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If measuring financial return on an investment has becoming a common practice, measuring social return still faces several issues and there is no global consensus yet on the way it should be assessed. To invest with impact, it is however a key information; on the first hand for the investor anxious about the impact generated by its capital and on second hand for the investment fund to evaluate their objectives, improve their practices and communicate the outcomes. Social return, being at the heart of the debate on impact investing, Fair Street has investigated how social investment funds measure the social impact of their investment.

Fair Street had the great privilege to interview Jacqueline Novogratz, founder and CEO of Acumen Fund, a major social investment fund mainly active in Asia.

Jacqueline Novogratz started her career at the Chase Manhattan Bank. After obtaining a MBA at Stanford University, she decided to go to Rwanda and founded a microfinance institution called Duterimbere. Consultant for the UNICEF and the World Bank, she then joined the Rockfeller Foundation where she created and managed key programs focusing on development. In 2001, together with main international organizations, she founded the social investment fund Acumen Fund.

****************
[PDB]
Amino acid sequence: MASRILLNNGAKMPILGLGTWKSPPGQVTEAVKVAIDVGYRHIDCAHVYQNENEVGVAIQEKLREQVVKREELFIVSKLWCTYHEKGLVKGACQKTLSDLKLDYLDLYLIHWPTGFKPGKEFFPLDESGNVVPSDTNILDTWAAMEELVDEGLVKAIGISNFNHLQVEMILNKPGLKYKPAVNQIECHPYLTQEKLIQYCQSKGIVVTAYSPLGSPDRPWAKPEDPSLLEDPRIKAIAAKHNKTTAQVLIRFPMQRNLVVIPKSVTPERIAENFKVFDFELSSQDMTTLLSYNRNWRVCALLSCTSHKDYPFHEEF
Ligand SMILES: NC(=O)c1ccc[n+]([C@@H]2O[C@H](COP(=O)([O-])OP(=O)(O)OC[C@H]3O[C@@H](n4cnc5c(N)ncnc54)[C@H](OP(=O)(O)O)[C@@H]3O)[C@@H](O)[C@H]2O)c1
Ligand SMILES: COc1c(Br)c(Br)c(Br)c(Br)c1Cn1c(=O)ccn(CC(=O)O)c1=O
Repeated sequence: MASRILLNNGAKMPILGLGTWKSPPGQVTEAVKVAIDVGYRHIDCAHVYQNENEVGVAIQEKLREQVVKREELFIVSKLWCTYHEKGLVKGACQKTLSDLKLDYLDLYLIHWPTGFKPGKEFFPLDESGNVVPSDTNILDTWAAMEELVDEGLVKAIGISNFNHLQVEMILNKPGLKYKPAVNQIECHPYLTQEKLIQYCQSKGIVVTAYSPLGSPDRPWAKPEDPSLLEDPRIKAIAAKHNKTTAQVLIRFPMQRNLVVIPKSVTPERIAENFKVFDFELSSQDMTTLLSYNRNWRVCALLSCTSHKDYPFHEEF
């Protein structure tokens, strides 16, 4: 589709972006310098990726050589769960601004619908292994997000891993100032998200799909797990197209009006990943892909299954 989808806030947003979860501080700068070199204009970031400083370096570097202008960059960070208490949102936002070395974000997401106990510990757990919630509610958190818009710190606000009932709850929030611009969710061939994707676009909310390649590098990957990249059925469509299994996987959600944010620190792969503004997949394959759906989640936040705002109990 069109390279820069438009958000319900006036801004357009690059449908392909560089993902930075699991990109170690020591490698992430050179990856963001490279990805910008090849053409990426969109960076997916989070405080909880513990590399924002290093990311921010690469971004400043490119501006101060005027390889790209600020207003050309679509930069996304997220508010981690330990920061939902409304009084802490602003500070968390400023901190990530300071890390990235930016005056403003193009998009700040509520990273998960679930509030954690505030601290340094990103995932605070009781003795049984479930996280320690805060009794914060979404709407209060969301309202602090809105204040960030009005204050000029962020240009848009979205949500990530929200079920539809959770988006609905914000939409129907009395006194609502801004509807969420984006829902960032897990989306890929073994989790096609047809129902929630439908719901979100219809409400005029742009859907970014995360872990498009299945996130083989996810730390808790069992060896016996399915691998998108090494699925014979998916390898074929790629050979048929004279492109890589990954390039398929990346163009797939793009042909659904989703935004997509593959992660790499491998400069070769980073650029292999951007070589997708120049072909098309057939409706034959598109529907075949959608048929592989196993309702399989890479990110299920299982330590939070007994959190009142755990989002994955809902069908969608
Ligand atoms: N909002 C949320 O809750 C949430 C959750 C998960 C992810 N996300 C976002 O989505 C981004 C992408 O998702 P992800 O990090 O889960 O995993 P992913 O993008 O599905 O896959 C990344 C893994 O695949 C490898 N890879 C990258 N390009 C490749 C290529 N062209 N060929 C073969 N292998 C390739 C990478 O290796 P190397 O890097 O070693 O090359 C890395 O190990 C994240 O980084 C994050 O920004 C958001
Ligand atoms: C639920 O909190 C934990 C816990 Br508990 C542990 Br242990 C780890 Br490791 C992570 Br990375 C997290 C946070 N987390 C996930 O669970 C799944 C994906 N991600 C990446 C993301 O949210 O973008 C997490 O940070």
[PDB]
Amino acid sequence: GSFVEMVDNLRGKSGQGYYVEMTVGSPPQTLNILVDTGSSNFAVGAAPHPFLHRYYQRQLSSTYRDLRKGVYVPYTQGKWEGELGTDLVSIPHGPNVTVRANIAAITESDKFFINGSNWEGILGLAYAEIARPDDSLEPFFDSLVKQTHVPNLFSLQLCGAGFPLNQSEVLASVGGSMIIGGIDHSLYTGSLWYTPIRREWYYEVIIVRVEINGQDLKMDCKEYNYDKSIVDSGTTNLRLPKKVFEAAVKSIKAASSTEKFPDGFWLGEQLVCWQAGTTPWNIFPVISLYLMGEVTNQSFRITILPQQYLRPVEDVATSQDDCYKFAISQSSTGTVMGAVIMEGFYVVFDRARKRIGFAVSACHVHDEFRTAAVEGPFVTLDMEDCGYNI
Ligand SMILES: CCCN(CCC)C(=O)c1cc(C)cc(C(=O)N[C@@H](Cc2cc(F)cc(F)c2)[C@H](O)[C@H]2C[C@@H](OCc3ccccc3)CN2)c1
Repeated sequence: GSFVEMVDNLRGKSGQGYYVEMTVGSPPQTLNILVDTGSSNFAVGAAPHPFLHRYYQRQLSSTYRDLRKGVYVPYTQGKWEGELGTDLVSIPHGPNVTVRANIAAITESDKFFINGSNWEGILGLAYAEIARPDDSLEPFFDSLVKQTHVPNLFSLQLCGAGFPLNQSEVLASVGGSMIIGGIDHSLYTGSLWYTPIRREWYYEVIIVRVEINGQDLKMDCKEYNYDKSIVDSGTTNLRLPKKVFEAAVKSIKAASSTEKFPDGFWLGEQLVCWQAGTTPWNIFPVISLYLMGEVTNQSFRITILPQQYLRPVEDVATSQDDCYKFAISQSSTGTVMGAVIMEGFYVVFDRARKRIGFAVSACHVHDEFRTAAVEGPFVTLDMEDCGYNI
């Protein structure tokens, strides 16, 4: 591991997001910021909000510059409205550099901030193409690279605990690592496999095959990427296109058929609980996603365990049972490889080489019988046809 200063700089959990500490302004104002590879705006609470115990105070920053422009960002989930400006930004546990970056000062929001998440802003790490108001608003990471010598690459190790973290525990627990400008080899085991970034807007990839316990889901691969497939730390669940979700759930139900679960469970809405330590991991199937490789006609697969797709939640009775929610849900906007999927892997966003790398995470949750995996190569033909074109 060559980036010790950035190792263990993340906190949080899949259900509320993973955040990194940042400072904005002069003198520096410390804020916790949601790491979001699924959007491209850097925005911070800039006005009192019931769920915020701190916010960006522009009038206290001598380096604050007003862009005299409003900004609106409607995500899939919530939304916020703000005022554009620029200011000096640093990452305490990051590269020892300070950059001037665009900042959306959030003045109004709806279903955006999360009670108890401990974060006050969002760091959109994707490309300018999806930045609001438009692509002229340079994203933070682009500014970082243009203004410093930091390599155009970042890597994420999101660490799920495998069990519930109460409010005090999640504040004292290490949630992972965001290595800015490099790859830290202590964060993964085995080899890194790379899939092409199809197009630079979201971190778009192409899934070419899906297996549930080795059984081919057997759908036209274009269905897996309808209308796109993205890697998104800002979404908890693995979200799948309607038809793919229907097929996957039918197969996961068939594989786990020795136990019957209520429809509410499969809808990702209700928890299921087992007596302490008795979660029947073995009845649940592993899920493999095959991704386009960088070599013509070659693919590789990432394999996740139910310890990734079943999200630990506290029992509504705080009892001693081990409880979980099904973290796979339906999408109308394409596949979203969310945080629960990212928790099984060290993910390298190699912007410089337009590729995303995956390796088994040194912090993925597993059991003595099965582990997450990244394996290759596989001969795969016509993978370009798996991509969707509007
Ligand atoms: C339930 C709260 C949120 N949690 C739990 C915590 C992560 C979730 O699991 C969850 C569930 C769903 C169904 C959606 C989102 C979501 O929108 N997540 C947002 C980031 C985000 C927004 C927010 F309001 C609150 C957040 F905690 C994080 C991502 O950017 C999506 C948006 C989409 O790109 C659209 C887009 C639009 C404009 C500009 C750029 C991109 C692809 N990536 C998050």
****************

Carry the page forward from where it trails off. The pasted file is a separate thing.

In 2009, she wrote the book “The Blue Sweater” and she often shares her optimistic and inspiring vision at difference conferences such as Ted Talk or WEF.

In the following interview, Jacqueline Novogratz answers Fair Street’s questions on the role of patient capital and the challenges of measuring social return.

Fair Street: Could you shortly describe Acumen Fund? More precisely, could you tell us how it differentiates from other social investment funds?